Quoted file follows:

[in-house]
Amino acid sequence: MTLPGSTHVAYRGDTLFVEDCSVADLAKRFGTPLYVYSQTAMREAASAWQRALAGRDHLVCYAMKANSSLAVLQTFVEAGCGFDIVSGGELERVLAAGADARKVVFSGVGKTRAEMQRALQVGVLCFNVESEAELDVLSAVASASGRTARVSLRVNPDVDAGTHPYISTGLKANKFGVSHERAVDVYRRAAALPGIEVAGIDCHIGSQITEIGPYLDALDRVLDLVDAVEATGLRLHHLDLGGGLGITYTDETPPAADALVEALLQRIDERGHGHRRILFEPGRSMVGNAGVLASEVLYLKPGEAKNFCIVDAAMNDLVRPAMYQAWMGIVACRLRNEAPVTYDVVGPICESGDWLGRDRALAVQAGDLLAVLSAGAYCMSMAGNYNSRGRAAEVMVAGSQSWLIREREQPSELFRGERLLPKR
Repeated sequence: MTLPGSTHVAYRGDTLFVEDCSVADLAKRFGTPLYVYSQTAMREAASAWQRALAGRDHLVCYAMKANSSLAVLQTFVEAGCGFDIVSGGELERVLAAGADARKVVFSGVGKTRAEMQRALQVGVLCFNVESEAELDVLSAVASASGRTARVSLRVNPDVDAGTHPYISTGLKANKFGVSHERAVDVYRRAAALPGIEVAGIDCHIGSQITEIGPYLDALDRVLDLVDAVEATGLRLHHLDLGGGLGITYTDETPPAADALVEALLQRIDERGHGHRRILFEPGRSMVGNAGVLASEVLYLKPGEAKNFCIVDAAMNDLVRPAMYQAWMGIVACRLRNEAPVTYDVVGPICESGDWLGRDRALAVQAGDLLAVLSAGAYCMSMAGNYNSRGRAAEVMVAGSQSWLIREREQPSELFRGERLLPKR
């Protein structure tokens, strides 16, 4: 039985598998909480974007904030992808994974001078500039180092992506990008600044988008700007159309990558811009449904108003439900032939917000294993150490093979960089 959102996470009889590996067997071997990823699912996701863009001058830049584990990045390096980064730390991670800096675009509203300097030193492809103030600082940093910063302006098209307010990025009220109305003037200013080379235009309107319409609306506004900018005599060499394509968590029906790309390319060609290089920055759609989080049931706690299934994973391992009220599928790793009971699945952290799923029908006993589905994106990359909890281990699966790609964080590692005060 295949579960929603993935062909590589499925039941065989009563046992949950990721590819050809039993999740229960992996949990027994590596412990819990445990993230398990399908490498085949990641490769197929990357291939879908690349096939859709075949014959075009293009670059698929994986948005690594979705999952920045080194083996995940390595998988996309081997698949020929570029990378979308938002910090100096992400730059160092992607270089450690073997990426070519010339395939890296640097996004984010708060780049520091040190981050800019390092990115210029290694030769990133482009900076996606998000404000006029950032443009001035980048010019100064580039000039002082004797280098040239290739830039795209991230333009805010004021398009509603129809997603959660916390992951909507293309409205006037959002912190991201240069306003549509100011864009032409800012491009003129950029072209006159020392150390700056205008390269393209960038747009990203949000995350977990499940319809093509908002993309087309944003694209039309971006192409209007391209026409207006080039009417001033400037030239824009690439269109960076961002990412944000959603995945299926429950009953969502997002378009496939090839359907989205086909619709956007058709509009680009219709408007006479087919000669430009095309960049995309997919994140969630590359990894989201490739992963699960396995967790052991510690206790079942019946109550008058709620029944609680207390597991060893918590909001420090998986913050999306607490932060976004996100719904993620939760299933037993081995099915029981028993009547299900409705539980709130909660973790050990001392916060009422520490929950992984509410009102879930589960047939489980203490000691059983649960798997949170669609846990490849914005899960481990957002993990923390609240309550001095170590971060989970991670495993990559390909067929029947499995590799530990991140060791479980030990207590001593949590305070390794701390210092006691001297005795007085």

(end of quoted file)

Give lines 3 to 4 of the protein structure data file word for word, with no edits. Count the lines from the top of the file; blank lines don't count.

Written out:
Repeated sequence: MTLPGSTHVAYRGDTLFVEDCSVADLAKRFGTPLYVYSQTAMREAASAWQRALAGRDHLVCYAMKANSSLAVLQTFVEAGCGFDIVSGGELERVLAAGADARKVVFSGVGKTRAEMQRALQVGVLCFNVESEAELDVLSAVASASGRTARVSLRVNPDVDAGTHPYISTGLKANKFGVSHERAVDVYRRAAALPGIEVAGIDCHIGSQITEIGPYLDALDRVLDLVDAVEATGLRLHHLDLGGGLGITYTDETPPAADALVEALLQRIDERGHGHRRILFEPGRSMVGNAGVLASEVLYLKPGEAKNFCIVDAAMNDLVRPAMYQAWMGIVACRLRNEAPVTYDVVGPICESGDWLGRDRALAVQAGDLLAVLSAGAYCMSMAGNYNSRGRAAEVMVAGSQSWLIREREQPSELFRGERLLPKR
């Protein structure tokens, strides 16, 4: 039985598998909480974007904030992808994974001078500039180092992506990008600044988008700007159309990558811009449904108003439900032939917000294993150490093979960089 959102996470009889590996067997071997990823699912996701863009001058830049584990990045390096980064730390991670800096675009509203300097030193492809103030600082940093910063302006098209307010990025009220109305003037200013080379235009309107319409609306506004900018005599060499394509968590029906790309390319060609290089920055759609989080049931706690299934994973391992009220599928790793009971699945952290799923029908006993589905994106990359909890281990699966790609964080590692005060 295949579960929603993935062909590589499925039941065989009563046992949950990721590819050809039993999740229960992996949990027994590596412990819990445990993230398990399908490498085949990641490769197929990357291939879908690349096939859709075949014959075009293009670059698929994986948005690594979705999952920045080194083996995940390595998988996309081997698949020929570029990378979308938002910090100096992400730059160092992607270089450690073997990426070519010339395939890296640097996004984010708060780049520091040190981050800019390092990115210029290694030769990133482009900076996606998000404000006029950032443009001035980048010019100064580039000039002082004797280098040239290739830039795209991230333009805010004021398009509603129809997603959660916390992951909507293309409205006037959002912190991201240069306003549509100011864009032409800012491009003129950029072209006159020392150390700056205008390269393209960038747009990203949000995350977990499940319809093509908002993309087309944003694209039309971006192409209007391209026409207006080039009417001033400037030239824009690439269109960076961002990412944000959603995945299926429950009953969502997002378009496939090839359907989205086909619709956007058709509009680009219709408007006479087919000669430009095309960049995309997919994140969630590359990894989201490739992963699960396995967790052991510690206790079942019946109550008058709620029944609680207390597991060893918590909001420090998986913050999306607490932060976004996100719904993620939760299933037993081995099915029981028993009547299900409705539980709130909660973790050990001392916060009422520490929950992984509410009102879930589960047939489980203490000691059983649960798997949170669609846990490849914005899960481990957002993990923390609240309550001095170590971060989970991670495993990559390909067929029947499995590799530990991140060791479980030990207590001593949590305070390794701390210092006691001297005795007085």